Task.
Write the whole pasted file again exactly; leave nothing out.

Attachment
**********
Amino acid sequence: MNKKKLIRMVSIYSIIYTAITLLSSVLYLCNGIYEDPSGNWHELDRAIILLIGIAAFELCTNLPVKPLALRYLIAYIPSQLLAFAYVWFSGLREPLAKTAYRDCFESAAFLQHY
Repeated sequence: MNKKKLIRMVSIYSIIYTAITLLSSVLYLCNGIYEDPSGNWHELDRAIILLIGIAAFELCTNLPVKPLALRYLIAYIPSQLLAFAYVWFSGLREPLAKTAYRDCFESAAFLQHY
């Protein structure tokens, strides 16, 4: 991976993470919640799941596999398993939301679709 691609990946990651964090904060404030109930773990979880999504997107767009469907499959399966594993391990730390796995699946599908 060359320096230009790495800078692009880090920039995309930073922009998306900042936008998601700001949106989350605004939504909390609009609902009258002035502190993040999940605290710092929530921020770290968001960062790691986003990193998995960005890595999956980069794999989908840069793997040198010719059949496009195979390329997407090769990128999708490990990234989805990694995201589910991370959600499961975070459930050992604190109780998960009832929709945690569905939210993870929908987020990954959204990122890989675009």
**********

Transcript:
Amino acid sequence: MNKKKLIRMVSIYSIIYTAITLLSSVLYLCNGIYEDPSGNWHELDRAIILLIGIAAFELCTNLPVKPLALRYLIAYIPSQLLAFAYVWFSGLREPLAKTAYRDCFESAAFLQHY
Repeated sequence: MNKKKLIRMVSIYSIIYTAITLLSSVLYLCNGIYEDPSGNWHELDRAIILLIGIAAFELCTNLPVKPLALRYLIAYIPSQLLAFAYVWFSGLREPLAKTAYRDCFESAAFLQHY
């Protein structure tokens, strides 16, 4: 991976993470919640799941596999398993939301679709 691609990946990651964090904060404030109930773990979880999504997107767009469907499959399966594993391990730390796995699946599908 060359320096230009790495800078692009880090920039995309930073922009998306900042936008998601700001949106989350605004939504909390609009609902009258002035502190993040999940605290710092929530921020770290968001960062790691986003990193998995960005890595999956980069794999989908840069793997040198010719059949496009195979390329997407090769990128999708490990990234989805990694995201589910991370959600499961975070459930050992604190109780998960009832929709945690569905939210993870929908987020990954959204990122890989675009």